December 28, 2019 at 3:43 pm

      Thanks for sharing your story and recipe!

  • Reply
    Randi Haverstrom
    December 29, 2019 at 1:01 pm

    My mother would use a corned beef to flavor the cooking water, and drop the kumle, as we call it, into the simmering water, cooking both at the same time. And by the way, she always “wrung’ out the shredded potatoes in a cloth to get the excess moisture out. The corned beef was then used as side meat for the balls. And yes, next day, they were sliced and fried in butter. Yum!

    • Reply
      December 29, 2019 at 3:24 pm

      Sounds great. Thanks for sharing your story.

  • Reply
    January 6, 2020 at 11:22 pm

    I wonder, can these dumplings be steamed in a covered dish in the oven or perhaps a steamer basket over boiling water, or do they need the moisture of the boiling water to cook through to the right consistency and doneness?

    • Reply
      January 7, 2020 at 11:52 am

      I would hesitate on that. Because of the size and density, I think they might need the boiling water.

  • Reply
    January 8, 2020 at 12:49 pm

    My family recipe, passed down from my Norwegian side is much simpler. I make it just like Grandma did.
    I love to make this Christmas day, because most of the day there’s no work, just a lovely smell in the kitchen, then a little work before dinner, and then comfort and warmth and yumm. I make lefse the day before to serve with it, and Grandpa always wanted green beans as the side, but occasionally we mix it up and serve a different veggie.

    First I boil a ham shank all day in my biggest stock pot. I get the biggest shank I can find, usually 15-18#. That feeds 12 of us with plenty of leftovers. a pound per person is just about right though, shanks are bony so a lot of the weight is bones and fat.

    We peel and shred russet potatoes. I do 5-10lbs, because I LOVE leftovers, but only shred what you can immediately mix, because otherwise your Klubb will be grey. I like to quarter them or the shreds are too long, and the klubb is just… not right. My grandma used a box grater, I use my food processor with the standard large hole grating disc.

    Immediately, we mix in the flour. You keep adding flour until you can’t anymore. The amount of flour varies, so you have to just feel. If they’re still very sticky, you have not added enough. When you just can’t incorporate that last 1/4 cup, you’re ready. If you’ve gone too far and they won’t stick together, add a couple of tbs water. Then you roll them into balls. Grandma made hilariously big klubb balls, they were slow pitch softball sized. HUGE. I prefer smaller, my sister and I use a standard muffin batter scoop, ice-cream scoop, and try to keep them all the same size so they cook well. There is no meat inside ours. Perhaps because of how meaty the rest of the meal is, it doesn’t matter. It means they’re really easy to roll and they don’t tend to fall apart cooking. My sister prefers about 1tbsp baking powder for each 5# of potatoes, I like them either way. Our tradition is just flour and potatoes, but the baking powder does lighten them a little bit.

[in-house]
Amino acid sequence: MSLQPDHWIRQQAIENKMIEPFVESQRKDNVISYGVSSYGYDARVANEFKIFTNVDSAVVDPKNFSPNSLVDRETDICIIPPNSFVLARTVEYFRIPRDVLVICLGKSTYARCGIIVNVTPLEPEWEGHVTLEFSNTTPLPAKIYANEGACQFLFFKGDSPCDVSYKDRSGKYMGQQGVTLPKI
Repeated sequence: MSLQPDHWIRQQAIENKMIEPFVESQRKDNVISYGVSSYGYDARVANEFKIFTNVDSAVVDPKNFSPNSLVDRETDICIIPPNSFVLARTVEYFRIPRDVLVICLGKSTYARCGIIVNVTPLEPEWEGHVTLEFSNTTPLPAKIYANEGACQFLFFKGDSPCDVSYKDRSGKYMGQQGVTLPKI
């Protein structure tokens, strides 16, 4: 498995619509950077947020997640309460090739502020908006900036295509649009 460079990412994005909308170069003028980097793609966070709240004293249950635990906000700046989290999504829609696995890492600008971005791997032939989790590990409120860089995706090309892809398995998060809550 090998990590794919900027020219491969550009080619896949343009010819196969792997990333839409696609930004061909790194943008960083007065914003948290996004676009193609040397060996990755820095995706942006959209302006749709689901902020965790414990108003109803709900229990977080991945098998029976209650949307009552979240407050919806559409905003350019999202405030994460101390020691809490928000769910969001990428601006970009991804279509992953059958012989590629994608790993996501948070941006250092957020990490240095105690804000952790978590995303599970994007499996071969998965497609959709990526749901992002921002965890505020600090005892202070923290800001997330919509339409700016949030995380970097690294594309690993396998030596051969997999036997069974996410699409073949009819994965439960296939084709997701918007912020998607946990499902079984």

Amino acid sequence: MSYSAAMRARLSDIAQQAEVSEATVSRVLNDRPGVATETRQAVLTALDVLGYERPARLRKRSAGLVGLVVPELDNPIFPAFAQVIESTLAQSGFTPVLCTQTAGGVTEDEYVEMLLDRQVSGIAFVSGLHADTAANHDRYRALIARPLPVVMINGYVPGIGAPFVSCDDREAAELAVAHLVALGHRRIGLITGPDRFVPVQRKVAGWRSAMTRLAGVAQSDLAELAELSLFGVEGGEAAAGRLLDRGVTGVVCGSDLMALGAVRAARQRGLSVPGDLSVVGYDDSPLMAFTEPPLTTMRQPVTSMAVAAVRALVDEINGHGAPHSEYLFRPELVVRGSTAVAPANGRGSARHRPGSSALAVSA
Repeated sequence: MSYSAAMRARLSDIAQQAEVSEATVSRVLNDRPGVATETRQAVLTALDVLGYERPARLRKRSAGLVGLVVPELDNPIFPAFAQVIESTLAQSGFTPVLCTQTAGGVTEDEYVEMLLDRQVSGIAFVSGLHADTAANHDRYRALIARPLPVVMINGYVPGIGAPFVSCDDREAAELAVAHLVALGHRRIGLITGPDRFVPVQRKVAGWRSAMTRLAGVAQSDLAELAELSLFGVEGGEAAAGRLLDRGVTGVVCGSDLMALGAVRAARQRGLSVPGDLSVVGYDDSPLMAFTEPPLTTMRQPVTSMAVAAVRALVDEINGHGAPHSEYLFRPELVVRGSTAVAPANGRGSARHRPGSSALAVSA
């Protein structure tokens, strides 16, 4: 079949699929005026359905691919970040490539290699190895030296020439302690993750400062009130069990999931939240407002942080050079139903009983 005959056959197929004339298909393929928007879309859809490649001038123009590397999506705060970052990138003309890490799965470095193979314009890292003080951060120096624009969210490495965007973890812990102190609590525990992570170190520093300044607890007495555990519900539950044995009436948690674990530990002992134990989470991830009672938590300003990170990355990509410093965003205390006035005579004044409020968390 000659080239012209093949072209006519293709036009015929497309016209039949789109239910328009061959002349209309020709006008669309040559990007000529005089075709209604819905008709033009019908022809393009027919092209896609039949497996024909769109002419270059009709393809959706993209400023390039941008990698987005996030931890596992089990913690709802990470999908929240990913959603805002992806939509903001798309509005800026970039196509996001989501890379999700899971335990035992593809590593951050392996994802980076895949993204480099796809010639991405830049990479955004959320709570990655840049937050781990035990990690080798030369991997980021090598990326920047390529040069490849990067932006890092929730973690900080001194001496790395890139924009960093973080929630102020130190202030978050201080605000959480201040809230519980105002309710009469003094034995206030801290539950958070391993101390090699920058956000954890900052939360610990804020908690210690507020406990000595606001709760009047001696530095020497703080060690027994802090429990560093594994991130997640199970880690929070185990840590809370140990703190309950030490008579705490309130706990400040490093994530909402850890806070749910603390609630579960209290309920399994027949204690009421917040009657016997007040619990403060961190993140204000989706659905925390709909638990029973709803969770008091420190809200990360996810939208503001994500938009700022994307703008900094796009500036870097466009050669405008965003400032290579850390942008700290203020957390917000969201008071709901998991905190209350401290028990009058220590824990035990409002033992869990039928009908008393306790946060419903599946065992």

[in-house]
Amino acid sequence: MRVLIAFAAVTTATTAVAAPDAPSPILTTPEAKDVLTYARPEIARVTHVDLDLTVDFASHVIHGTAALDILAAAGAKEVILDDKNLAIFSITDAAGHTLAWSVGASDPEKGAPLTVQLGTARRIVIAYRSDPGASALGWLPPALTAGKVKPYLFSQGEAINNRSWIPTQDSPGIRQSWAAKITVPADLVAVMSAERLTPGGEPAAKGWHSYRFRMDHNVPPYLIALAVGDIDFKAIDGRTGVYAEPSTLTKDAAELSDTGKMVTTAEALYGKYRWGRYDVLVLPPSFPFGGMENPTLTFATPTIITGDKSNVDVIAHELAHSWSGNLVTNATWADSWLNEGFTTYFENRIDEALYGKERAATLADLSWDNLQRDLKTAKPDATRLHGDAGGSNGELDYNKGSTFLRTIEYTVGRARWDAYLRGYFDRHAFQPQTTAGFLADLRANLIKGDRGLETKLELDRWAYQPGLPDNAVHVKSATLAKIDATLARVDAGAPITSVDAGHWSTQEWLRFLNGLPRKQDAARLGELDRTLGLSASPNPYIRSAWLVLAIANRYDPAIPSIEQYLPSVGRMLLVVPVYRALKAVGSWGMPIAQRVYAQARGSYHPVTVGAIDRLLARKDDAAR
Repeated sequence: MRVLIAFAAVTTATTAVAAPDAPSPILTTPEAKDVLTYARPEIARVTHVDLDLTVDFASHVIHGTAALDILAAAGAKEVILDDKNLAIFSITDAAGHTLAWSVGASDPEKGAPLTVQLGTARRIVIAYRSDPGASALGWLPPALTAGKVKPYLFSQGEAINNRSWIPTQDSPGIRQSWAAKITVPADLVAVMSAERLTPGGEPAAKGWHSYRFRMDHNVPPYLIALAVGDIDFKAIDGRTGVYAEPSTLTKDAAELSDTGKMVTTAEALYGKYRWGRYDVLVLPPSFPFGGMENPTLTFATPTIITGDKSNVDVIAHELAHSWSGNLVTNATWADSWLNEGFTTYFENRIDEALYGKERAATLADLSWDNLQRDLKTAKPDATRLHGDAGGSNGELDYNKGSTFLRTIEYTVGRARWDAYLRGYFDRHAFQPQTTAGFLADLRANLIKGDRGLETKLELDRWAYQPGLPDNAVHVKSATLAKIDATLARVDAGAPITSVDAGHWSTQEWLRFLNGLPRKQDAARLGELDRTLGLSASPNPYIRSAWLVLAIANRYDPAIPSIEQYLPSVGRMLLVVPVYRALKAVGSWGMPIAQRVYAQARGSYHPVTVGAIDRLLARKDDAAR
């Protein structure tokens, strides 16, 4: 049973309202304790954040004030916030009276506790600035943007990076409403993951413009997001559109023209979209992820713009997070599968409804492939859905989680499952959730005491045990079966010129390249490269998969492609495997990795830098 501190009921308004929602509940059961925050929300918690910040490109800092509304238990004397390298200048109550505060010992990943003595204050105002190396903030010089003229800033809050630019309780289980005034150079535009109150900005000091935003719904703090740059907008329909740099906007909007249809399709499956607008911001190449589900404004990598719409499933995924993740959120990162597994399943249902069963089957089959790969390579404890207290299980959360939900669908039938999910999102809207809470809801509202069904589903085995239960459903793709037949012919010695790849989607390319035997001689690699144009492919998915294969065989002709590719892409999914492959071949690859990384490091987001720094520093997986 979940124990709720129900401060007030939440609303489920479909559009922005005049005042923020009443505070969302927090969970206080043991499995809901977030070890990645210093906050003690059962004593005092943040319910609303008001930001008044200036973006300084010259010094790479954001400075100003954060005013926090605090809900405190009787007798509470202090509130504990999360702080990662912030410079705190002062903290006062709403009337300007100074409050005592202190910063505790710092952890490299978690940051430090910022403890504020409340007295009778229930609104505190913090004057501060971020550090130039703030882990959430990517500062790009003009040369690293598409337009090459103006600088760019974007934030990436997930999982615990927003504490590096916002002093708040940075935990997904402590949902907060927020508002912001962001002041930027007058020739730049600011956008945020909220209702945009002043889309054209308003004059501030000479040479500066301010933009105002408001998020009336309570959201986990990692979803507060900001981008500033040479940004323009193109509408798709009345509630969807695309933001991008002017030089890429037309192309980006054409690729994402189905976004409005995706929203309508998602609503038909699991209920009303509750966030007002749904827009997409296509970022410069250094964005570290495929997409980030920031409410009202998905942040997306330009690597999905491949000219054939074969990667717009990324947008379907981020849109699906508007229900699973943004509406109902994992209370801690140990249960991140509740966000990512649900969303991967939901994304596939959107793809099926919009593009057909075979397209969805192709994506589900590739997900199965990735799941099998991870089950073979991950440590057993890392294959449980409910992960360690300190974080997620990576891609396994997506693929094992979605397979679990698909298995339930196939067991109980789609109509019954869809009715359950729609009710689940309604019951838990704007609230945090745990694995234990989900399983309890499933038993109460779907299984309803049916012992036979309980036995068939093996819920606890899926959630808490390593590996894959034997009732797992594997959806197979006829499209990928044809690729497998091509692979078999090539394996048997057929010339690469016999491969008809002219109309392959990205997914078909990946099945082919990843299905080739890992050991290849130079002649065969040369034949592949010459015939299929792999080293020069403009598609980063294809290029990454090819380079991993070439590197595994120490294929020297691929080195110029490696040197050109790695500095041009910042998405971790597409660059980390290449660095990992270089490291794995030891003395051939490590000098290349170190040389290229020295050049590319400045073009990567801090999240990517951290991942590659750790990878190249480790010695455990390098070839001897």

I then remove the now cooked ham from the broth (boiled ham is the best ham I’ve ever had). I tend the ham with foil and put it in the warming oven to wait for the klubb.

    This is where Grandma and I diverge. Grandma would skim off the fat at this point from the ham broth. I do not.

    I cook the klubb balls for 20 minutes in boiling ham broth, I cut one in half, if not quite done, I check every 5 or 10 minutes. They are really not too fussy, so overcooking isn’t a big deal. Do make sure after they start cooking to sweep a spoon around the bottom and make sure nobody is stuck and burning on the bottom of the pan.

    Grandma served the klubb with ham fat on top, I really really do not like that, so I actually use the broth the klubb cooked in, it’s satly and tasty, but not so heavy. The flour from the balls just makes it that much better. We serve with the lefse, the boiled ham, and usually green beans, and nobody really wants any other sides.

    My Grandpa and Dad loved leftovers sliced and fried on a griddle in butter, then eaten with maple syrup. I prefer broth, ham and Klubb. My friend who grew up in a different Norwegian family calls the same thing Kumla, and said her Mom served it for breakfast the next day with warm milk and brown sugar.

    Leftovers freeze very well, I freeze one portion with ham, klubb, and broth, and enjoy breaking one out every now and then.

    I am tempted to try your version, but I don’t know if I can make myself make klubb any differently. We all just love it the way we have always had it.

    • Reply
      January 8, 2020 at 2:41 pm

      Thanks for sharing your recipe! That is awesome!

  • Reply
    Patricia Adams
    April 4, 2020 at 11:48 am